We don’t worry if we buy products that were made by someone earning two dollars for a twelve hour day, thank you very much, it just means I can have more.

Unless we seek justice for the poor the oppressed, we will never see peace on Earth.

Justice for the poor and oppressed is at the heart of all religions, and this is the part we choose to ignore.

In the spirit of praying for justice for all people

Eric
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Pygoscelis
06-18-2009, 12:46 PM
Originally Posted by crayon
Such as a belief in democracy?

Random question I just thought of. As an atheist, do you believe that the world can be 'saved'? If yes, by what means?
Indeed. Define "saved". We could have very different ideas as to what "saving the world" means.
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Zafran
06-18-2009, 01:21 PM
Such as a belief in democracy?
well said - whats even more intresting is that some democratic countries will overthrow others for there own gain - eg - US in Iran.

the problem is humans - you dont realy need religion to start wars - the past century has taught us that lesson
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aamirsaab
06-18-2009, 02:49 PM
:sl:
Approx 80% of the worlds population is thiest. We're now living in the year 2009. I say religion has already done a bloody good job of saving the world so far and long may it continue.
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crayon
06-18-2009, 10:02 PM
Originally Posted by KAding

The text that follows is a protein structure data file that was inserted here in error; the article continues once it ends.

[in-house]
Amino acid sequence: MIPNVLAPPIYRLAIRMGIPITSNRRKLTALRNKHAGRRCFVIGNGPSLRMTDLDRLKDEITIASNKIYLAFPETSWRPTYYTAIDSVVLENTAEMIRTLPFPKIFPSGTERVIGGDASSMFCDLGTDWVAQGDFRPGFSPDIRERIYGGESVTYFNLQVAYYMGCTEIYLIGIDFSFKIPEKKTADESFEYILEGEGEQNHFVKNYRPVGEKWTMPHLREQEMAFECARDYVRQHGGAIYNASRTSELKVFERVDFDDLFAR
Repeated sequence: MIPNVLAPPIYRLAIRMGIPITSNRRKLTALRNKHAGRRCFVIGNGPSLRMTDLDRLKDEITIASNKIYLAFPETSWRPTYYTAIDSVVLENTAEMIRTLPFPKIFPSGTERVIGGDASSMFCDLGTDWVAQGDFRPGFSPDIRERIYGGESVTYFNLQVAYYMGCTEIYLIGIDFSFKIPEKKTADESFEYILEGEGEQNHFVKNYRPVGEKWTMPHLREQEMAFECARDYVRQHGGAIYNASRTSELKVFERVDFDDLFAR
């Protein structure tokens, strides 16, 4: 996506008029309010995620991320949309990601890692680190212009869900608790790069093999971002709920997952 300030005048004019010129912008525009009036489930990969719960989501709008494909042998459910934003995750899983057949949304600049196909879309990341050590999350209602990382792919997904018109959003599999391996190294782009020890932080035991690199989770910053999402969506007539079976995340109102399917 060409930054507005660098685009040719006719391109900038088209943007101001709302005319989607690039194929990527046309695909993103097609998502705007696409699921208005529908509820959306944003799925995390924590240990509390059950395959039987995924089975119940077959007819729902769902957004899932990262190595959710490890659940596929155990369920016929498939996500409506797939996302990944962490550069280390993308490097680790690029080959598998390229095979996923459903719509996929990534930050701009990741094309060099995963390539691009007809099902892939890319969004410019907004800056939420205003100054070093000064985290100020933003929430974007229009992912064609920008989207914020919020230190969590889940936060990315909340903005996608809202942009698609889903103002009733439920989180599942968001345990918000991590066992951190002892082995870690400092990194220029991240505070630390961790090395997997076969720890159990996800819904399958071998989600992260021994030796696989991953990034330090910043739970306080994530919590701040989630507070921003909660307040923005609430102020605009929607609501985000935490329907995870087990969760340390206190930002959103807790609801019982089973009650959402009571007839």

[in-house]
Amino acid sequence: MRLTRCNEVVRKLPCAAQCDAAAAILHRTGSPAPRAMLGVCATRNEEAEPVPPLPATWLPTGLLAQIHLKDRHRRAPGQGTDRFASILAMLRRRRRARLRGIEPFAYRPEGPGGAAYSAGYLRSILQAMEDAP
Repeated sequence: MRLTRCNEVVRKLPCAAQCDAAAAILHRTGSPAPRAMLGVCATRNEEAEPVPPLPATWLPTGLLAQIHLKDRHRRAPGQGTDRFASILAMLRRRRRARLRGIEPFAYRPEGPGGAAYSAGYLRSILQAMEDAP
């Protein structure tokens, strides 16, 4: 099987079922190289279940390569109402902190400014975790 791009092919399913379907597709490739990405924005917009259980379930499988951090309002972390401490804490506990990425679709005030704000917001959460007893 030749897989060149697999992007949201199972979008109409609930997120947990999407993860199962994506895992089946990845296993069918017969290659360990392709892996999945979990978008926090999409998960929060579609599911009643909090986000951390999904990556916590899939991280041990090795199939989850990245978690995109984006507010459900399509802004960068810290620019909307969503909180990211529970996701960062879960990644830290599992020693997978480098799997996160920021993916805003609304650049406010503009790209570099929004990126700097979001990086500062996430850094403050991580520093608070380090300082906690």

Well, there is this thing called a "democratic peace". No developed democratic country has ever fought a war against another developed democratic country.

And yet they join together and prey on a weaker country? Where's the 'peace' in that?

Originally Posted by Pygoscelis
Indeed. Define "saved". We could have very different ideas as to what "saving the world" means.
Yup, figured we'd need a definition of 'saved'. How about eliminated most (if not all) of 'evil' (do we need a definition of that too?), everyone lives happily ever after, sadness becomes rare, people live free and equal, poverty and prejudice become things of the past, rainbows, sunshine, daisies; the whole shebang.

How is the world 'saved' according to your definition?
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Clover
06-18-2009, 10:08 PM
Originally Posted by crayon
How is the world 'saved' according to your definition?
I know the question is not directed at me, but I'd love to answer it, cause it's sort of a dream I have, of course it will never come true I believe, but we can be dreamers. (Had to do the Beatles song lol)

I believe a 'saved' world, would be a world where we know a lot more knowledge, and respect and tolerance are valued above all.
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czgibson
06-18-2009, 10:15 PM
Greetings,
Originally Posted by crayon
Such as a belief in democracy?